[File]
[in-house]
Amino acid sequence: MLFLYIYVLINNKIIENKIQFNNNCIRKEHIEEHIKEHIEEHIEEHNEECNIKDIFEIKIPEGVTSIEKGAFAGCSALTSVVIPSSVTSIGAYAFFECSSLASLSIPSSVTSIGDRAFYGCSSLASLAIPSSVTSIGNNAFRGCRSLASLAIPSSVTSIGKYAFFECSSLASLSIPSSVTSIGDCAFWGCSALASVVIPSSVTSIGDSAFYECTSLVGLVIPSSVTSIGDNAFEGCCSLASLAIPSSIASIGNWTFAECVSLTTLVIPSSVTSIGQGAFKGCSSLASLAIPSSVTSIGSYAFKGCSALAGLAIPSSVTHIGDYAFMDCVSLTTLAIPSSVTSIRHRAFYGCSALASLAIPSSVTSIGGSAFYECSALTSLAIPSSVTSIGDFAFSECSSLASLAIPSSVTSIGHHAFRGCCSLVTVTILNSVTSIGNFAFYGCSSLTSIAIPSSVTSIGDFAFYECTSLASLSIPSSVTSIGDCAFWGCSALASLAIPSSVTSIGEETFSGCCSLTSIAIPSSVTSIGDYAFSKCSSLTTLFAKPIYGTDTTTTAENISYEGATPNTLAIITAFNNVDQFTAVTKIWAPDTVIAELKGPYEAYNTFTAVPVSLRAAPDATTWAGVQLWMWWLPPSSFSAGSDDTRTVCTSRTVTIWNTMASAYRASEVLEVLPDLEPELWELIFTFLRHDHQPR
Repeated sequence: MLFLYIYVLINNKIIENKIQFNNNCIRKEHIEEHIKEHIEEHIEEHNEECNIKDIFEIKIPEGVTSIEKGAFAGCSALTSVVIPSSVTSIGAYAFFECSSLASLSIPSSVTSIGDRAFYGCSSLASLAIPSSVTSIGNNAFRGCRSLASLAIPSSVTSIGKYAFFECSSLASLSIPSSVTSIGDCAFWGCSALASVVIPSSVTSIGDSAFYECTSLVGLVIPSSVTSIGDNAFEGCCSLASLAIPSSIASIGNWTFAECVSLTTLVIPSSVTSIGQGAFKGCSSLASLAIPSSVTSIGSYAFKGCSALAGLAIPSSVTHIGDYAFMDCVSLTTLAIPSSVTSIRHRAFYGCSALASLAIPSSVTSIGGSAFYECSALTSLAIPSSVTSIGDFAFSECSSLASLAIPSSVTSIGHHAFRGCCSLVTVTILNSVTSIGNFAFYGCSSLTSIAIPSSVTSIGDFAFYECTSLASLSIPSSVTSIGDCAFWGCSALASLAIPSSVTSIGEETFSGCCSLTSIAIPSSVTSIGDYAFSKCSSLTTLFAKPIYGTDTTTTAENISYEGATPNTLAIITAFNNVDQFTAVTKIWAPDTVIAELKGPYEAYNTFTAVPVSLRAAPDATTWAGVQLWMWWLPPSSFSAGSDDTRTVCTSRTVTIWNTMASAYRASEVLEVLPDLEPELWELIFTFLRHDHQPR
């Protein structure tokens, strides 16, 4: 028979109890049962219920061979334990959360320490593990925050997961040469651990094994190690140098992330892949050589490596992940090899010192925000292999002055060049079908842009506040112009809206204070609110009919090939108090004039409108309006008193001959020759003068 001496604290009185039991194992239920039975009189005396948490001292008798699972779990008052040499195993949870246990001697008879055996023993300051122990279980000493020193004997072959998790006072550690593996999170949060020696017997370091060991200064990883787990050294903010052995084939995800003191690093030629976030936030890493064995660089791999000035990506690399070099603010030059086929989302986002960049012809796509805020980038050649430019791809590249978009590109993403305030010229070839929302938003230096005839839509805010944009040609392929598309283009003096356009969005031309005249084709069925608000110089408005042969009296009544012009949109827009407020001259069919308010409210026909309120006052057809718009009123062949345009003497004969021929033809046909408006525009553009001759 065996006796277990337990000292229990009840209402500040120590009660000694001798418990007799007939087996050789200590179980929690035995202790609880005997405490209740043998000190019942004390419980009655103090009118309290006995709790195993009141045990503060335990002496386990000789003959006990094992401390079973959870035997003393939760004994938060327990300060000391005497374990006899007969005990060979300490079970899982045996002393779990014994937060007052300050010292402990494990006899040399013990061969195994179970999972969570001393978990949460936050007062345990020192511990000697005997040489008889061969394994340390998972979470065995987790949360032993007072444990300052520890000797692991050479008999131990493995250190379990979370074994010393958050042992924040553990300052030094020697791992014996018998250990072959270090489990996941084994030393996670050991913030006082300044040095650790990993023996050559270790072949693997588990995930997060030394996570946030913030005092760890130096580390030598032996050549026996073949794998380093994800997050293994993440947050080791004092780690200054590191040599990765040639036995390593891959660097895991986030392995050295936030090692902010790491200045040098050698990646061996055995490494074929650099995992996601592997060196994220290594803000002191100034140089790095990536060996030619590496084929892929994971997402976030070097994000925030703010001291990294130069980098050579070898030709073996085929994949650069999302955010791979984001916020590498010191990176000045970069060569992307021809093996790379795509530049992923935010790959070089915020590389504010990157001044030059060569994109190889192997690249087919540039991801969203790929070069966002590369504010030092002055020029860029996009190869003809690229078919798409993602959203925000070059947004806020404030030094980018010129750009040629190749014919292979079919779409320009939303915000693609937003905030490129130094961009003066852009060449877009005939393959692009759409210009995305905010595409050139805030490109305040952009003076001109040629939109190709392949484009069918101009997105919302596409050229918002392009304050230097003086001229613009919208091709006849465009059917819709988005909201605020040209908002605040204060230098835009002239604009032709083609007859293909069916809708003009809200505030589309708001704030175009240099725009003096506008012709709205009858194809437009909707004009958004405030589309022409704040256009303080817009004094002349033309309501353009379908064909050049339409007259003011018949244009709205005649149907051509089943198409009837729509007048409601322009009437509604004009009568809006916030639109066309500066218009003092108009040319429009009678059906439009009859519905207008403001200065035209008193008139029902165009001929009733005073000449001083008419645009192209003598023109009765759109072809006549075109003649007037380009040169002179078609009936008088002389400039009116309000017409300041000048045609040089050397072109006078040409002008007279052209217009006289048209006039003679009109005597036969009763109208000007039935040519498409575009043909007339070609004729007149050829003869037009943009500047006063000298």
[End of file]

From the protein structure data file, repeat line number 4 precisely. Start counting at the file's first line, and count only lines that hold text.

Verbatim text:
């Protein structure tokens, strides 16, 4: 028979109890049962219920061979334990959360320490593990925050997961040469651990094994190690140098992330892949050589490596992940090899010192925000292999002055060049079908842009506040112009809206204070609110009919090939108090004039409108309006008193001959020759003068 001496604290009185039991194992239920039975009189005396948490001292008798699972779990008052040499195993949870246990001697008879055996023993300051122990279980000493020193004997072959998790006072550690593996999170949060020696017997370091060991200064990883787990050294903010052995084939995800003191690093030629976030936030890493064995660089791999000035990506690399070099603010030059086929989302986002960049012809796509805020980038050649430019791809590249978009590109993403305030010229070839929302938003230096005839839509805010944009040609392929598309283009003096356009969005031309005249084709069925608000110089408005042969009296009544012009949109827009407020001259069919308010409210026909309120006052057809718009009123062949345009003497004969021929033809046909408006525009553009001759 065996006796277990337990000292229990009840209402500040120590009660000694001798418990007799007939087996050789200590179980929690035995202790609880005997405490209740043998000190019942004390419980009655103090009118309290006995709790195993009141045990503060335990002496386990000789003959006990094992401390079973959870035997003393939760004994938060327990300060000391005497374990006899007969005990060979300490079970899982045996002393779990014994937060007052300050010292402990494990006899040399013990061969195994179970999972969570001393978990949460936050007062345990020192511990000697005997040489008889061969394994340390998972979470065995987790949360032993007072444990300052520890000797692991050479008999131990493995250190379990979370074994010393958050042992924040553990300052030094020697791992014996018998250990072959270090489990996941084994030393996670050991913030006082300044040095650790990993023996050559270790072949693997588990995930997060030394996570946030913030005092760890130096580390030598032996050549026996073949794998380093994800997050293994993440947050080791004092780690200054590191040599990765040639036995390593891959660097895991986030392995050295936030090692902010790491200045040098050698990646061996055995490494074929650099995992996601592997060196994220290594803000002191100034140089790095990536060996030619590496084929892929994971997402976030070097994000925030703010001291990294130069980098050579070898030709073996085929994949650069999302955010791979984001916020590498010191990176000045970069060569992307021809093996790379795509530049992923935010790959070089915020590389504010990157001044030059060569994109190889192997690249087919540039991801969203790929070069966002590369504010030092002055020029860029996009190869003809690229078919798409993602959203925000070059947004806020404030030094980018010129750009040629190749014919292979079919779409320009939303915000693609937003905030490129130094961009003066852009060449877009005939393959692009759409210009995305905010595409050139805030490109305040952009003076001109040629939109190709392949484009069918101009997105919302596409050229918002392009304050230097003086001229613009919208091709006849465009059917819709988005909201605020040209908002605040204060230098835009002239604009032709083609007859293909069916809708003009809200505030589309708001704030175009240099725009003096506008012709709205009858194809437009909707004009958004405030589309022409704040256009303080817009004094002349033309309501353009379908064909050049339409007259003011018949244009709205005649149907051509089943198409009837729509007048409601322009009437509604004009009568809006916030639109066309500066218009003092108009040319429009009678059906439009009859519905207008403001200065035209008193008139029902165009001929009733005073000449001083008419645009192209003598023109009765759109072809006549075109003649007037380009040169002179078609009936008088002389400039009116309000017409300041000048045609040089050397072109006078040409002008007279052209217009006289048209006039003679009109005597036969009763109208000007039935040519498409575009043909007339070609004729007149050829003869037009943009500047006063000298």